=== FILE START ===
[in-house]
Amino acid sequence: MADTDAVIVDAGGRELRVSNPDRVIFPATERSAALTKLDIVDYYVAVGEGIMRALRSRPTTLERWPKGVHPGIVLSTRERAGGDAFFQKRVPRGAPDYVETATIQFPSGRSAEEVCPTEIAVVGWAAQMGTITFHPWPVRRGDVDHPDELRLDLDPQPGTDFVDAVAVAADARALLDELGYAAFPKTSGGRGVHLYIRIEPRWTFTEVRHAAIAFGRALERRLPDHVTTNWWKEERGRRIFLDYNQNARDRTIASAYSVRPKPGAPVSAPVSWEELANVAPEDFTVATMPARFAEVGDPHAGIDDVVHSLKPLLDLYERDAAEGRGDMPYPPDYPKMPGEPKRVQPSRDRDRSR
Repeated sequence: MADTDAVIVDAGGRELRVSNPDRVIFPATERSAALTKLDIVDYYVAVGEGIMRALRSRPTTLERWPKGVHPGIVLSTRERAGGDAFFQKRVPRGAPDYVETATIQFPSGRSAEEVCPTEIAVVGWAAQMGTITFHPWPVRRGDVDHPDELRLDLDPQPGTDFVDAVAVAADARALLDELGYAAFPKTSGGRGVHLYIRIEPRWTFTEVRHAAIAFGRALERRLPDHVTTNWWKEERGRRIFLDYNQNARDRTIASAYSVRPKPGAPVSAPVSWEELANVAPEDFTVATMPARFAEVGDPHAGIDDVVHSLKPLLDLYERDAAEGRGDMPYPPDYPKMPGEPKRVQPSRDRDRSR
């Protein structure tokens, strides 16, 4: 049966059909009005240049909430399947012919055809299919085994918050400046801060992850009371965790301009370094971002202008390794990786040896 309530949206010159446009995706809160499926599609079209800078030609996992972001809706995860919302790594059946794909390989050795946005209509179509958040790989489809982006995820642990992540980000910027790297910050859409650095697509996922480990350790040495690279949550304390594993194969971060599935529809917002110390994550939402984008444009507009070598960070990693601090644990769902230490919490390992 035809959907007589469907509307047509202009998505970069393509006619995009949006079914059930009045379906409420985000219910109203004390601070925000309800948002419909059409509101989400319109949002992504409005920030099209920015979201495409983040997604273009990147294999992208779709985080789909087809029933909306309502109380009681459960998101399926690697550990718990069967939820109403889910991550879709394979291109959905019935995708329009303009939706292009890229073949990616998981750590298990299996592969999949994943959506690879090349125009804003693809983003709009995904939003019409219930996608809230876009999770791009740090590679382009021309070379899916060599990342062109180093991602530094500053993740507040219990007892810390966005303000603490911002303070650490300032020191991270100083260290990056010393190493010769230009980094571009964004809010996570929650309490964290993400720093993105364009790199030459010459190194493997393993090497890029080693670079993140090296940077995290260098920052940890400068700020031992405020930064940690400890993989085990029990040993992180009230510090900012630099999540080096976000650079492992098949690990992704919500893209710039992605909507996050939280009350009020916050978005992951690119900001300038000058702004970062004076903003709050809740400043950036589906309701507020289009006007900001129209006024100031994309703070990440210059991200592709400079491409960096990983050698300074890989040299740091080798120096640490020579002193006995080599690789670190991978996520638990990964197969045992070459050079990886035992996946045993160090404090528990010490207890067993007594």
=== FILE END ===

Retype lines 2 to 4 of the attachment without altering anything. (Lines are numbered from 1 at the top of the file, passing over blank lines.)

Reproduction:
Amino acid sequence: MADTDAVIVDAGGRELRVSNPDRVIFPATERSAALTKLDIVDYYVAVGEGIMRALRSRPTTLERWPKGVHPGIVLSTRERAGGDAFFQKRVPRGAPDYVETATIQFPSGRSAEEVCPTEIAVVGWAAQMGTITFHPWPVRRGDVDHPDELRLDLDPQPGTDFVDAVAVAADARALLDELGYAAFPKTSGGRGVHLYIRIEPRWTFTEVRHAAIAFGRALERRLPDHVTTNWWKEERGRRIFLDYNQNARDRTIASAYSVRPKPGAPVSAPVSWEELANVAPEDFTVATMPARFAEVGDPHAGIDDVVHSLKPLLDLYERDAAEGRGDMPYPPDYPKMPGEPKRVQPSRDRDRSR
Repeated sequence: MADTDAVIVDAGGRELRVSNPDRVIFPATERSAALTKLDIVDYYVAVGEGIMRALRSRPTTLERWPKGVHPGIVLSTRERAGGDAFFQKRVPRGAPDYVETATIQFPSGRSAEEVCPTEIAVVGWAAQMGTITFHPWPVRRGDVDHPDELRLDLDPQPGTDFVDAVAVAADARALLDELGYAAFPKTSGGRGVHLYIRIEPRWTFTEVRHAAIAFGRALERRLPDHVTTNWWKEERGRRIFLDYNQNARDRTIASAYSVRPKPGAPVSAPVSWEELANVAPEDFTVATMPARFAEVGDPHAGIDDVVHSLKPLLDLYERDAAEGRGDMPYPPDYPKMPGEPKRVQPSRDRDRSR
């Protein structure tokens, strides 16, 4: 049966059909009005240049909430399947012919055809299919085994918050400046801060992850009371965790301009370094971002202008390794990786040896 309530949206010159446009995706809160499926599609079209800078030609996992972001809706995860919302790594059946794909390989050795946005209509179509958040790989489809982006995820642990992540980000910027790297910050859409650095697509996922480990350790040495690279949550304390594993194969971060599935529809917002110390994550939402984008444009507009070598960070990693601090644990769902230490919490390992 035809959907007589469907509307047509202009998505970069393509006619995009949006079914059930009045379906409420985000219910109203004390601070925000309800948002419909059409509101989400319109949002992504409005920030099209920015979201495409983040997604273009990147294999992208779709985080789909087809029933909306309502109380009681459960998101399926690697550990718990069967939820109403889910991550879709394979291109959905019935995708329009303009939706292009890229073949990616998981750590298990299996592969999949994943959506690879090349125009804003693809983003709009995904939003019409219930996608809230876009999770791009740090590679382009021309070379899916060599990342062109180093991602530094500053993740507040219990007892810390966005303000603490911002303070650490300032020191991270100083260290990056010393190493010769230009980094571009964004809010996570929650309490964290993400720093993105364009790199030459010459190194493997393993090497890029080693670079993140090296940077995290260098920052940890400068700020031992405020930064940690400890993989085990029990040993992180009230510090900012630099999540080096976000650079492992098949690990992704919500893209710039992605909507996050939280009350009020916050978005992951690119900001300038000058702004970062004076903003709050809740400043950036589906309701507020289009006007900001129209006024100031994309703070990440210059991200592709400079491409960096990983050698300074890989040299740091080798120096640490020579002193006995080599690789670190991978996520638990990964197969045992070459050079990886035992996946045993160090404090528990010490207890067993007594």